Winning the Lottery: Independence Charter School

Independence Charter was the only school which explicitly told us, “Do not hover.  Do not contact us.  It makes no difference.”  Their incoming class is filled by random lottery on the first Friday of December.  The only exception is siblings of current students, who get first preference.  Sibling preference actually fills up quite a lot of the kindergarten class – this year there were about 26 openings for the lottery out of a total 44 spots.  So, about half of the incoming class is siblings.  There were about 200 applications, giving us about a 10% chance of getting our son into Kindergarten (or about what my chances were of getting into any particular medical school back in 2003).   The business manager assured us on the phone that the lottery was random, “We actually, literally, pull the names out of a hat.  Well, nowadays it’s a big box because there are so many kids applying.  You’re welcome to come view the process.”

And that’s exactly what we did this past December.  We dragged our two kids on a Friday night to the Independence Charter School cafeteria, where we munched popcorn.  The CEO (or principal) got on a microphone and said, “Unfortunately, this is not going to be a happy day for most of you, but we make it as fair as possible.”

They dumped little postcards with our kids’ names into a large US Postal box.  A youngish woman started pulling out names, which were read over the microphone by the CEO.   When the first name was read, a man up front shouted, “She’s a twin!  She’s a twin!”  Well, that means that her sibling gets preference, so the first two spots were gone.  Another name was read, and an older lady jumped up, clapped and scampered out of the cafeteria like we were playing “The Price is Right”.  A few more names. Another name and a woman started crying and giving hugs all around.  “How rude.”  I thought, “No consideration for the rest of us suckers sitting here without hearing our kids’ names.”  Finally number 26 was read and my son’s name had not been called.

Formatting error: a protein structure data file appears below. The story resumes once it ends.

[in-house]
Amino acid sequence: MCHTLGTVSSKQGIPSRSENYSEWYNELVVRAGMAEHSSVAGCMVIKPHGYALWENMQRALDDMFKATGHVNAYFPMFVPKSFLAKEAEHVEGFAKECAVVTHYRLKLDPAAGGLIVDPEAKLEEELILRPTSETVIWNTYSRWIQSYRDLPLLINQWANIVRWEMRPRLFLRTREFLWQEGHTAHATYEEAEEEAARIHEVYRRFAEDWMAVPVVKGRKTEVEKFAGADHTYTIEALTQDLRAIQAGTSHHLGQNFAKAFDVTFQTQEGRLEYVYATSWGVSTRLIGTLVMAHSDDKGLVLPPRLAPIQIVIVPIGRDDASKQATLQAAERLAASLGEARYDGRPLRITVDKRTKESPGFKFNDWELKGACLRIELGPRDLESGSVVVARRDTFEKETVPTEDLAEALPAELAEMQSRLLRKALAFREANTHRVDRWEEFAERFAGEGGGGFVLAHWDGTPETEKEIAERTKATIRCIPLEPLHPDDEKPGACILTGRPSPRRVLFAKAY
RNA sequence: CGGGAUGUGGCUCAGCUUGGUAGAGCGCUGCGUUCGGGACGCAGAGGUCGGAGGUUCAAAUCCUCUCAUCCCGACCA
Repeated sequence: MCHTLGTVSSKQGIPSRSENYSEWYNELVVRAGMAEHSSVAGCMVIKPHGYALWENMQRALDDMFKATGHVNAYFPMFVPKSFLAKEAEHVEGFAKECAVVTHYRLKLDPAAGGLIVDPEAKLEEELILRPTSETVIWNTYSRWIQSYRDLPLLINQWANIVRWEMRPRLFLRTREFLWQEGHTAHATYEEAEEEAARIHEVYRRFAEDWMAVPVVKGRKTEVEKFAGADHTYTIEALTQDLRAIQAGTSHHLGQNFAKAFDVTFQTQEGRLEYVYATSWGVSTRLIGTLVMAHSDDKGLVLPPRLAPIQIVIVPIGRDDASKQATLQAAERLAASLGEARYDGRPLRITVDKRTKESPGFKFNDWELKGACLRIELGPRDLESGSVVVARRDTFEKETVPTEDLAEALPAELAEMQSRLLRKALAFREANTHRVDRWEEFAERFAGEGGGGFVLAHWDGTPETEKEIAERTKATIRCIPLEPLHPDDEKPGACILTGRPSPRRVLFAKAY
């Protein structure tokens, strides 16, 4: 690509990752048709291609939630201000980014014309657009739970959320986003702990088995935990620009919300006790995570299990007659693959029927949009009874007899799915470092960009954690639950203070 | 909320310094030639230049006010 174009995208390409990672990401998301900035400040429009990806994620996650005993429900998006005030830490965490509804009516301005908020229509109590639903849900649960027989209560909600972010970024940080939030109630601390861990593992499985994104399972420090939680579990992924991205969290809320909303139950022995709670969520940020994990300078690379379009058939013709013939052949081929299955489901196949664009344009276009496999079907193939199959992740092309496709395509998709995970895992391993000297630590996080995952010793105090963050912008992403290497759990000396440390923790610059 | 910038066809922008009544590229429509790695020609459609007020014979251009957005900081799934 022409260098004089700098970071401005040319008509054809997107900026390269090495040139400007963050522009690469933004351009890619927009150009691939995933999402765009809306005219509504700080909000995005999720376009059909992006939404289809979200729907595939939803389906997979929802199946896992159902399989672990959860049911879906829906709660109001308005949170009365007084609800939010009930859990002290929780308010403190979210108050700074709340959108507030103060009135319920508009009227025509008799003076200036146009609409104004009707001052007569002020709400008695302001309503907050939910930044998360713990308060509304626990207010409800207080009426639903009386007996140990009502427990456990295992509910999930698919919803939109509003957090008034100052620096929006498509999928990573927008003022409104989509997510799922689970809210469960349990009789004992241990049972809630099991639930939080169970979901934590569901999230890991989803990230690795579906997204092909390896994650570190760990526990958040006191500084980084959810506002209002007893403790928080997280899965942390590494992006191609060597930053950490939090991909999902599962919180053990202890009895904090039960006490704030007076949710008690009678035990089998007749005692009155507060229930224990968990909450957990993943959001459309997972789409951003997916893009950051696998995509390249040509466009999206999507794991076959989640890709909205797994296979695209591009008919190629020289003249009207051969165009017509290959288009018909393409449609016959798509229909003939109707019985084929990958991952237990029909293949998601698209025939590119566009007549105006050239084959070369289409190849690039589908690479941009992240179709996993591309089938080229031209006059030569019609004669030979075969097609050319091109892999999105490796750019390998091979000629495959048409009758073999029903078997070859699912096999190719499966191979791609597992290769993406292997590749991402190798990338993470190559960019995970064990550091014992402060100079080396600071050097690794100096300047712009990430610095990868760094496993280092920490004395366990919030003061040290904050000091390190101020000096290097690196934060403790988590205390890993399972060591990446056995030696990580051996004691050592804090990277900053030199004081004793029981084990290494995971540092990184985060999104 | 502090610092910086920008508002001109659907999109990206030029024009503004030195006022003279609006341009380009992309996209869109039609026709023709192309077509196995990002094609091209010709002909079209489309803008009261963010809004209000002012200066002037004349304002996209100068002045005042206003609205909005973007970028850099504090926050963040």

My husband and I looked at each other.  I said, “We knew it was a long-shot.”  They invited parents to continue waiting to hear the waitlist (which is combined for both the immersion and enhanced programs), so we stayed.  “Anything after spot number 30 and there is very little chance of us moving that far down on the waitlist.”  Everyone quieted down, except the almost-kindergarteners who were at this point crawling under tables and chasing each other around the cafeteria.  Another name and then, my son’s name was called!  Number 2 on the waitlist!  My husband and I exchanged incredulous looks and jumped up, throwing our arms (and probably some popcorn) into the air.  Dancing a little, we skipped out into the hallway.  I almost hugged a woman next to me, but would have crushed our little one in the baby Bjorn.  I guess there are times in this process when it’s forgivable to be rude.

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